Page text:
How to Write | Step 1: Sit Down

First, you sit down.

A significant percentage of the writer’s craft is butt-in-chair. 

Writers sit. Writers write. I don’t do laundry when I write. I don’t garden. I don’t bake pies. I often think about the undone laundry. From my desk I gaze out at my wild mess of an untended garden and think about pulling a few weeds. Sometimes, when I am sitting, I think about baking pies.

I think about every reason in the world that I don’t have time, energy or skill. I think have nothing to say. I think I have much to say and no words to say it. But for a few minutes everyday, I do nothing but sit. During that time, I allow myself to do nothing other than write. 

The mural I face when I sit down to write for ten minutes every morning.

The mural I face when I sit down to write for ten minutes every morning.

Sometimes I think about Ludwig van Beethoven. “Beethoven,” said Beethoven “can write music, thank god, but he can do nothing else.”  

Usually, words dance across the page. Sometimes they don’t. It doesn’t matter. I’ve practiced doing nothing but writing, sitting. I’ve subdued the urge to re-decorate, do the dishes, walk the dog, take a hike, hit a few tennis balls, invent a new project, polish the silver, chase the next shiny thing. 

At some point, doing nothing but writing becomes wanting to do nothing but write. 

So, first, you sit down. 

Sit like you mean it. You must mean it.  

Sit with your feet firmly planted on the floor. Imagine your feet taking root and sinking into the ground, like the roots of a tree. Imagine your legs sprouting from those roots, twining together to create a sturdy trunk. Imagine your shoulders and arms as limbs, your head as a leafy halo.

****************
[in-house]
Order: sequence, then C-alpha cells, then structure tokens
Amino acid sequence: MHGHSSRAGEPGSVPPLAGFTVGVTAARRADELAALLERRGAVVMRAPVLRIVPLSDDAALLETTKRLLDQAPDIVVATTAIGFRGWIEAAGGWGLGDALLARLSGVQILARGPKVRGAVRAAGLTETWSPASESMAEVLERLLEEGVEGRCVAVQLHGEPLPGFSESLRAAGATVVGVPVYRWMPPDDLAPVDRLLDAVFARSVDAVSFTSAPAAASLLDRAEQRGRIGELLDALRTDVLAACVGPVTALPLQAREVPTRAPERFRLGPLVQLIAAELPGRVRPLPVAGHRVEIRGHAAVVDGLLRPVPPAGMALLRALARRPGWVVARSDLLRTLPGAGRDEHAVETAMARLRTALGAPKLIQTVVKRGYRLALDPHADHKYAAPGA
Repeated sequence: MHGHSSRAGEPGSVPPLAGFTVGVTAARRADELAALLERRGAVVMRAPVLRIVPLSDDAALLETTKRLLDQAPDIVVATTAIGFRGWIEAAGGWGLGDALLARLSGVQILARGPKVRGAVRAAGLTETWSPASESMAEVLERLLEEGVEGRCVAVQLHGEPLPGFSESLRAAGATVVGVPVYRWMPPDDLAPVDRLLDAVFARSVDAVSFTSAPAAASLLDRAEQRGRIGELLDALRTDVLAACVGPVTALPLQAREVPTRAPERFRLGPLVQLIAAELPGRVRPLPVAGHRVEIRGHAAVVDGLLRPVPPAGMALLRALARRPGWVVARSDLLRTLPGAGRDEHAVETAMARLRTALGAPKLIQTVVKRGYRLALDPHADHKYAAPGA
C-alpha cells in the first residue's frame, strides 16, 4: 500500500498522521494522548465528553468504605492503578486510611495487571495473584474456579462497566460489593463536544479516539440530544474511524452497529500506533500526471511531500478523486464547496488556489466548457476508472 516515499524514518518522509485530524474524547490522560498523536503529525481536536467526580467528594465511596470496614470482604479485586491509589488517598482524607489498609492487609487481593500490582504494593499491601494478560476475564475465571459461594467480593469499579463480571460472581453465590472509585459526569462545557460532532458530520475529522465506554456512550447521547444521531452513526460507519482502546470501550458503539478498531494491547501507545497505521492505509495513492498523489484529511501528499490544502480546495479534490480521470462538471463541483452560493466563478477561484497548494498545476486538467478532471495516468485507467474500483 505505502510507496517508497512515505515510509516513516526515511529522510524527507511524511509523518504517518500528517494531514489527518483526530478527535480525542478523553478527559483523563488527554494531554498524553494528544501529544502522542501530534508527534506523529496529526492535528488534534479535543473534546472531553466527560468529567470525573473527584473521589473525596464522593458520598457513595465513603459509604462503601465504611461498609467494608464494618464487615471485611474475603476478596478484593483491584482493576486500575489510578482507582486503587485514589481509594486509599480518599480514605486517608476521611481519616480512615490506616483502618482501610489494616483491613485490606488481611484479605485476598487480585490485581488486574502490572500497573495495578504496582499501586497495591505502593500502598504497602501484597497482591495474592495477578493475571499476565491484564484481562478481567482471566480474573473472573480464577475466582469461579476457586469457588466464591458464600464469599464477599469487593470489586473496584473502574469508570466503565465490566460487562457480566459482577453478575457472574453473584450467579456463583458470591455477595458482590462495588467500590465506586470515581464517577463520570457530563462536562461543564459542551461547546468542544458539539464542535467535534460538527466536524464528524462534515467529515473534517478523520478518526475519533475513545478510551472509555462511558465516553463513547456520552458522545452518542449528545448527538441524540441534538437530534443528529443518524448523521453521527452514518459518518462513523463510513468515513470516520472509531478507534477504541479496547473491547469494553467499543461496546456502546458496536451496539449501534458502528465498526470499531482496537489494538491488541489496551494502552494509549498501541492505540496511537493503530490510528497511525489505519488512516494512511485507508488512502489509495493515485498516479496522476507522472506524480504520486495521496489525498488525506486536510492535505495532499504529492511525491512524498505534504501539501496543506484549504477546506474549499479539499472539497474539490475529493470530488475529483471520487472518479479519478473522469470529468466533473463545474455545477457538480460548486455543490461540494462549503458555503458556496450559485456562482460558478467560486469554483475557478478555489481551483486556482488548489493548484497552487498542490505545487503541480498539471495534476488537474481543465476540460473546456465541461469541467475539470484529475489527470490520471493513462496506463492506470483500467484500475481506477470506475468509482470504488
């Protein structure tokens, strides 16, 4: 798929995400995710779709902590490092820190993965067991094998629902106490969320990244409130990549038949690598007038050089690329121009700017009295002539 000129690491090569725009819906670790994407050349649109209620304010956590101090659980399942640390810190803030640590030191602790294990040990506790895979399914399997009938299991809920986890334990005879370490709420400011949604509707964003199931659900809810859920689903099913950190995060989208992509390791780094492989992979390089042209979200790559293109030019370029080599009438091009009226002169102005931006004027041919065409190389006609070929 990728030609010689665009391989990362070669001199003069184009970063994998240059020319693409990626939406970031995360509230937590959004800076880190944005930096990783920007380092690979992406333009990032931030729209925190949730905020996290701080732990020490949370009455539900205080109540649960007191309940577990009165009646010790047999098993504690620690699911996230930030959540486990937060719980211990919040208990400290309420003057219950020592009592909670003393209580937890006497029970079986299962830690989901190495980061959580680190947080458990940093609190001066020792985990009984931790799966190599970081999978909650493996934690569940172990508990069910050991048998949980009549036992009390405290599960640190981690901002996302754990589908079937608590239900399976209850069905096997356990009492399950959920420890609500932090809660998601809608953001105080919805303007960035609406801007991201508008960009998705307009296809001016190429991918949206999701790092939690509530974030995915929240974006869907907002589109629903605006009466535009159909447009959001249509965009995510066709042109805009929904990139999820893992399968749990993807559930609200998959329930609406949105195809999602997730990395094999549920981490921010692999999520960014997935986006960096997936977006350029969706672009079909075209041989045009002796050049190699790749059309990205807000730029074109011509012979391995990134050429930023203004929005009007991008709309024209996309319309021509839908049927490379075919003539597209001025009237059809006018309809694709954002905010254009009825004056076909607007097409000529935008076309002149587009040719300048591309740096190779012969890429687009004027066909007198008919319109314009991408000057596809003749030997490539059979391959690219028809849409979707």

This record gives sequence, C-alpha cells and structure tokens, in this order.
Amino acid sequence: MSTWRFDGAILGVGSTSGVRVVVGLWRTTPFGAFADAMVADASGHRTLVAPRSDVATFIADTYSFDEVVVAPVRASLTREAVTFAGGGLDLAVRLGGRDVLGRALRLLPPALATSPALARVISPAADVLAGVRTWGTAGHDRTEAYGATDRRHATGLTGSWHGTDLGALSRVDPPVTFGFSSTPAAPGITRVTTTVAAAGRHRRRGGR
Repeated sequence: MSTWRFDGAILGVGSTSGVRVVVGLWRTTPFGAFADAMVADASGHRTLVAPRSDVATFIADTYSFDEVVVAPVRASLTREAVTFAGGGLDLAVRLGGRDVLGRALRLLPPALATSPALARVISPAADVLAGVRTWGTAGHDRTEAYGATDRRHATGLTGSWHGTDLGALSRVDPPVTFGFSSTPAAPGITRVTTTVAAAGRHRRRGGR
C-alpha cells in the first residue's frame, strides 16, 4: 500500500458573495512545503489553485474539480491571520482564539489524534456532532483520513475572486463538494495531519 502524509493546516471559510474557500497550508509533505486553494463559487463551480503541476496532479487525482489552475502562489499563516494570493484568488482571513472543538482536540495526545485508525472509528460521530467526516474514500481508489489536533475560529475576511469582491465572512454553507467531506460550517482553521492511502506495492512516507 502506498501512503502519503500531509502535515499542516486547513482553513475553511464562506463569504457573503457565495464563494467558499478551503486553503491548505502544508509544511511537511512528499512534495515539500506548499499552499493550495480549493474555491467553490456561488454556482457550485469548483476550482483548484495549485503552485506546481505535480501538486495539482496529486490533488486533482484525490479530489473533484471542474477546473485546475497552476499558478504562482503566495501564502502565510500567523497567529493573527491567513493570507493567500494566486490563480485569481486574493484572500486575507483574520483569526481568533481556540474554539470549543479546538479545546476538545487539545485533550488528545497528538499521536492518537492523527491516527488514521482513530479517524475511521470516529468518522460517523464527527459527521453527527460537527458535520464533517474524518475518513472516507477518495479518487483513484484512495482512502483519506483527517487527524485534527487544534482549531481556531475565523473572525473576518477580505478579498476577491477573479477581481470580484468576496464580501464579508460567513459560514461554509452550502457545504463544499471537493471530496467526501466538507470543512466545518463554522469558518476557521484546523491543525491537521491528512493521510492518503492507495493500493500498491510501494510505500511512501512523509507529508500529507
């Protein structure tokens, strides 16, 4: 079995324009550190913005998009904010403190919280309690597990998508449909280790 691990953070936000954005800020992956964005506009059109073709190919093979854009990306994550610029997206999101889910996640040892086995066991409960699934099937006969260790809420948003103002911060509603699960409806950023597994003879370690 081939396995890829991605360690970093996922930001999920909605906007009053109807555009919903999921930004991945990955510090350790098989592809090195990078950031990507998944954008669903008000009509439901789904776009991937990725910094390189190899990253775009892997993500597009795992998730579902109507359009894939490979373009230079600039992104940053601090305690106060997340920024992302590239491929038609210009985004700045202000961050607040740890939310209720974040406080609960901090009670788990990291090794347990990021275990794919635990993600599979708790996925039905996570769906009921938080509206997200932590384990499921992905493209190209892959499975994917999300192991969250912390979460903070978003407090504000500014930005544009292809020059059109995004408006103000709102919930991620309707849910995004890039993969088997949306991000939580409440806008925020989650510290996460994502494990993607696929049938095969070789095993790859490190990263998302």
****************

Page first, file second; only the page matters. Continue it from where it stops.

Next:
You are a tree. Your only job is to be a tree. Your branches sway, but you do not move.  Trees stay. 

The roots of the tree burrow deeper and deeper, sucking up hidden water. So do you. You plant yourself. You inhale and exhale, deeply and slowly. With each breath, you dig deeper into the earth of yourself. There is no place else you need to be. 

You are a tree. The blank screen or the untouched page is an empty sky waiting for your story. Sometimes you write slowly, as slowly as the edges of leaves press, wider and higher against the summer horizon. Other times, you write like a rogue waterfall whose torrent is refracted like tiny prisms against the sky. 

You will write if you sit and do nothing else. Don’t check your mail. Turn off your phone. Close the door. Set a timer. Plant yourself in your chair and write. 

If you can’t write, if fear causes you to freeze, well, trees freeze but they remain trees. They aspire to be nothing other. They yearn to be no place else. They do not scribble lists of things to do. They do not scare themselves sapless worrying about the progress of the rings that mark their years. They do nothing but be trees. 

If malicious monkeys chatter in your brain and that stops your fingers, record what they say. 

Just write. Allow yourself to do nothing but write.

Some writers find our daily prompts, The 10 Minute Egg, helpful in developing a small, but mighty writing practice. These prompts are posted every morning on Twitter, Facebook, and Instagram.

BlogMolly O'Neill